Media Musings

A blog for students and stalkers of Brian Steffen, centering on issues of concern in media studies.

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Location: Indianola, Iowa, United States

Hello all... I'm a professor of communication studies at Simpson College and a junkie of all things media. I'm blogging on life on the faculty at Simpson and working with some of the best young future professionals in the world.

Thursday, July 06, 2006

The Best (and Worst) of the Times

The war of words continues over whether the NYT should earn more Pulitzers for telling the public about the chicanery of the Bushies or be shut down for treason.

Adam Platt in the Minneapolis Star-Tribune says the paper of record is such a blessing that we should stop reading it online and start paying for it. "Right now, more than any other nongovernmental entity (and most governmental ones, where whistle-blowers are punished, scientists are muzzled and the public is regularly lied to), the NYT protects America's freedom," he writes.

Over on the right at the National Review, Jonah Goldberg hews to the conservative line that the Times has stepped over the line in reporting that the Bushies are monitoring bank transactions to keep tabs on the terrorists:

What infuriates me is how anybody who raises these criticisms is caught in a Catch-22. ... The media gets to reveal anything it wants for any reason it sees fit in the name of “the people’s right to know.” But when the people, in their common sense, object to the disclosure of secret programs they expected their government to be conducting all along, the cognoscenti immediately ridicule the people for their ignorance. And when politicians or pundits echo the same concerns, the press immediately circles the wagons, declaring in its coverage and commentary that any such criticism is out of bounds, even un-American. It seems that for many of these people, free speech is a lot like government secrecy. Both are only legitimate when the New York Times says so.

At the Washington Post, David Ignatius tries to steer a middle course by conceding that the Times' reporting, while accurate and protected by the Constitution, might also carry with it a cost in the War on Terror: "The damage of disclosure isn't just that it will tip off the terrorists, but that it will embarrass or otherwise jeopardize those helping to stop the terrorists, be they foreign governments or private companies."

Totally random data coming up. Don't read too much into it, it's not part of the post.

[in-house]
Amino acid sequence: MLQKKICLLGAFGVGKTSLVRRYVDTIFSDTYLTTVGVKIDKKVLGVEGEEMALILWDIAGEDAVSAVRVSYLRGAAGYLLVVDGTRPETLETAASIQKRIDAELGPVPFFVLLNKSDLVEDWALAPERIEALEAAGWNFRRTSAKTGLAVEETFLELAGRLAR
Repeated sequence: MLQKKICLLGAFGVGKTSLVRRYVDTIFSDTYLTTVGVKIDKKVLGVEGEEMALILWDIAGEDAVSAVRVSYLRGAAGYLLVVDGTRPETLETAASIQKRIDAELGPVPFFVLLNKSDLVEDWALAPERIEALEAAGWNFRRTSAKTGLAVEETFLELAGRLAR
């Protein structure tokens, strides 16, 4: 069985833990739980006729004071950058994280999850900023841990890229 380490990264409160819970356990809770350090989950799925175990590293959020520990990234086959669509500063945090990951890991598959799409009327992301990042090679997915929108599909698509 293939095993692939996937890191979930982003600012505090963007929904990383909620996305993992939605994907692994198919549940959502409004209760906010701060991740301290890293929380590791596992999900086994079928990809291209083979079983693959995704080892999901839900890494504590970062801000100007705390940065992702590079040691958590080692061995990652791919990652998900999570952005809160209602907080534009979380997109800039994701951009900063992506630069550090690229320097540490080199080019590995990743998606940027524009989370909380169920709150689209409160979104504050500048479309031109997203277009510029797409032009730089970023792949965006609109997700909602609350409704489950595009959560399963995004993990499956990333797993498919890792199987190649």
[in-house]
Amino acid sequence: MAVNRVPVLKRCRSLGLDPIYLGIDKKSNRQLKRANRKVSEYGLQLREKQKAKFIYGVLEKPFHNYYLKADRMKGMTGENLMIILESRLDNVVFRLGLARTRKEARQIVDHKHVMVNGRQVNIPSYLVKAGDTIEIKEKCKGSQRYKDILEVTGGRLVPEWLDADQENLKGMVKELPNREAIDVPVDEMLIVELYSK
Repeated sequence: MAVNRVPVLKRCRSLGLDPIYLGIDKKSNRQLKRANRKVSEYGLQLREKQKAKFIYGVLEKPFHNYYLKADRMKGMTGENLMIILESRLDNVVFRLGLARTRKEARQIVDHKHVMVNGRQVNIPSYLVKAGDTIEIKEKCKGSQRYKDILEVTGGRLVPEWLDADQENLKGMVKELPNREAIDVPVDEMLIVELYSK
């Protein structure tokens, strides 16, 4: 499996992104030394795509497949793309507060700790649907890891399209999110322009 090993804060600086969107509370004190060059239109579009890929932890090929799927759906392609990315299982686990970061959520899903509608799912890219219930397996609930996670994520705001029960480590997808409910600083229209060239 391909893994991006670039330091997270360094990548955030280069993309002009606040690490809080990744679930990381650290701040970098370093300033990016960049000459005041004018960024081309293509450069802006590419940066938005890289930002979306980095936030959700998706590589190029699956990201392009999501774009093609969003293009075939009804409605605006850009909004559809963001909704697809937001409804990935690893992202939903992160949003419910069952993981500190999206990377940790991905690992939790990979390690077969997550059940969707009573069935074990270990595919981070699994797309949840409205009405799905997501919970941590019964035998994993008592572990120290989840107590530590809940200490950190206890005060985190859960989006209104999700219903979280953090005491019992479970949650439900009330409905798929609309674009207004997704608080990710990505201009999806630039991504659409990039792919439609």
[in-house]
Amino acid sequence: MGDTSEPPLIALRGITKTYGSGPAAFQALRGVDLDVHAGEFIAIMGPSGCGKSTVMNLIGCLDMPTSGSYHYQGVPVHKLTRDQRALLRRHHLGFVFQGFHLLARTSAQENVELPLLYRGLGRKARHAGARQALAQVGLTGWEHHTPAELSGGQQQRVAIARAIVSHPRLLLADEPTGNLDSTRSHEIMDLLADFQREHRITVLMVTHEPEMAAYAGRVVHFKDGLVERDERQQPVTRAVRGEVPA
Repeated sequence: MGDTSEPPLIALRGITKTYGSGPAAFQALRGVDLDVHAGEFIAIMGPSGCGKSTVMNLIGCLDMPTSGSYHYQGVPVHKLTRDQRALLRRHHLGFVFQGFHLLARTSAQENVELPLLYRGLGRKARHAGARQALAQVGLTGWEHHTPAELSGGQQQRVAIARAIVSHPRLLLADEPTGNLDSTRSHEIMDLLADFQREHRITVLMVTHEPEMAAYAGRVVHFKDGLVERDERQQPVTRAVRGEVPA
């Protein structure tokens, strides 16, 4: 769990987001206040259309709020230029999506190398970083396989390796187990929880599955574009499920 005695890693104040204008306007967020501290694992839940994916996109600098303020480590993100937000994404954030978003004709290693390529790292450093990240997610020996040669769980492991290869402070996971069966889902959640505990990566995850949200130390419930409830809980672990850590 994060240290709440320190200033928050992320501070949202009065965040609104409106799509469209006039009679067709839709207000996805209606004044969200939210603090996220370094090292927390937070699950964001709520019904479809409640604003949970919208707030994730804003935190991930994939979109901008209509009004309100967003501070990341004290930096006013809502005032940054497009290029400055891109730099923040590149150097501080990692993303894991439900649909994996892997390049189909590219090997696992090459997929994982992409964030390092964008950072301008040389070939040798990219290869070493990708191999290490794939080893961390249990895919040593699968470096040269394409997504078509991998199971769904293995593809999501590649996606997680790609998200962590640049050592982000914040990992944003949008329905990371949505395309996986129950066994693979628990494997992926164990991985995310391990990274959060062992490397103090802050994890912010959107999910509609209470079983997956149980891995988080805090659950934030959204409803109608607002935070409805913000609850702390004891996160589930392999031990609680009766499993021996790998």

Hugo Black said it best 35 years ago when the Times was also under fire for supposedly undoing national security, that time by publishing the Pentagon Papers. It deserves a reprint here:

In the First Amendment, the Founding Fathers gave the free press the protection it must have to fulfill its essential role in our democracy. The press was to serve the governed, not the governors. The Government's power to censor the press was abolished so that the press would remain forever free to censure the Government. The press was protected so that it could bare the secrets of government and inform the people. Only a free and unrestrained press can effectively expose deception in government. And paramount among the responsibilities of a free press is the duty to prevent any part of the government from deceiving the people and sending them off to distant lands to die of foreign fevers and foreign shot and shell. In my view, far from deserving condemnation for their courageous reporting, the New York Times, the Washington Post, and other newspapers should be commended for serving the purpose that the Founding Fathers saw so clearly. In revealing the workings of government that led to the Vietnam war, the newspapers nobly did precisely that which the Founders hoped and trusted they would do.

Substitute "Iraq" for the word "Vietnam", and you get a pretty good idea at what's at stake. Rest easy, Justice Black. Here's the hoping the Constitution prevails.